When Lariel Turner heard about the Justified Anger Leadership Institute, she jumped at the opportunity to be involved. She found the program’s focus on the intersection of leadership and identity exciting and knew it would help her further develop her own leadership style and philosophy. Learning alongside other emerging black leaders in Madison only added to the appeal.

The nine-month journey did not disappoint.

“I have learned so many valuable lessons as a participant in the Justified Anger Leadership Institute,” says Turner. “This program has allowed me to reflect on my mission and through each session, I have truly found my center.”

By working collaboratively with other participants, learning key leadership techniques and strategies, as well as how to manage challenges leaders of color often face, Turner feels more equipped to challenge inequity in productive and meaningful ways. She also has a better understanding of what true leadership looks like and how to embrace her own leadership skills to affect change.

“I have learned to value who I am as a leader and how my identities shape my perspective,” she says.

For her Community Project, Turner served as co-chair for the 2019 Wisconsin Association of Independent Colleges and Universities (WAICU) Student Diversity Conference, held at Edgewood College. Through this project, Turner helped bring together undergraduate students from eight different institutions to center diversity and inclusion. The project allowed her to take on a significant leadership role for a state-wide event designed to make higher education accessible to underrepresented students. Turner is passionate about this movement and believes she is better equipped to continue this work following this experience.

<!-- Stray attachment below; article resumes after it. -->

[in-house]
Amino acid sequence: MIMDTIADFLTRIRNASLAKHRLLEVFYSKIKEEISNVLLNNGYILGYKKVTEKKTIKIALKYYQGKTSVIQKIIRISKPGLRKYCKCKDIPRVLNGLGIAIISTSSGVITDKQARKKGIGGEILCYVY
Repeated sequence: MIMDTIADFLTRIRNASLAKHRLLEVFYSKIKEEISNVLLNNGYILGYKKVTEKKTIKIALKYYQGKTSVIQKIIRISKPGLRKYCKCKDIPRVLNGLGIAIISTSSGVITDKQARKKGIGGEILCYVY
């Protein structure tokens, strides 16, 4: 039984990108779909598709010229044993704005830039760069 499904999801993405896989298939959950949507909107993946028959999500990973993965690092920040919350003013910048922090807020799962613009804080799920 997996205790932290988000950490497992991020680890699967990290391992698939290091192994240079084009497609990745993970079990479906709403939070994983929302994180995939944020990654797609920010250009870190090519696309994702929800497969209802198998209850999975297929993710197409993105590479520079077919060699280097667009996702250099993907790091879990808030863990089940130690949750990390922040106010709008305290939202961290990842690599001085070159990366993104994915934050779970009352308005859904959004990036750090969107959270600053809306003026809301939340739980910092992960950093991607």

“I truly believe that I am more prepared to advocate for students and their experiences,” says Turner. “My goal is to coordinate diversity-centered leadership development programs within a college athletic department.”

Turner will follow up her education through the Justified Anger Leadership Institute as a student in the Educational Leadership and Policy Analysis Program at the University of Wisconsin – Madison. The work she plans to accomplish will empower student athletes on and off the field.

“Not only do I plan to help student-athletes unpack their own identities, but also [understand] how identity is interwoven into societal structures,” explains Turner. “Ultimately, I want to encourage student-athletes to think critically about the world around them.”

When asked what she would say to potential Justified Anger Leadership Institute participants, Turner says she would encourage other emerging black leaders to become involved, citing the Institute’s challenging coursework and supportive environment.

“This program has given me so much and I valued the opportunity to connect with an amazing group of leaders. I was challenged and encouraged to grow,” she explains. “No matter the situation, I was sure that I had a soft place to land. I am not the same person who entered the program and the relationships I gained are invaluable. The Justified Anger Leadership Institute has prepared me to both further my education and career, and I am extremely grateful.”

This article was authored and edited by Lisa Adams with interview participation by Lariel Turner.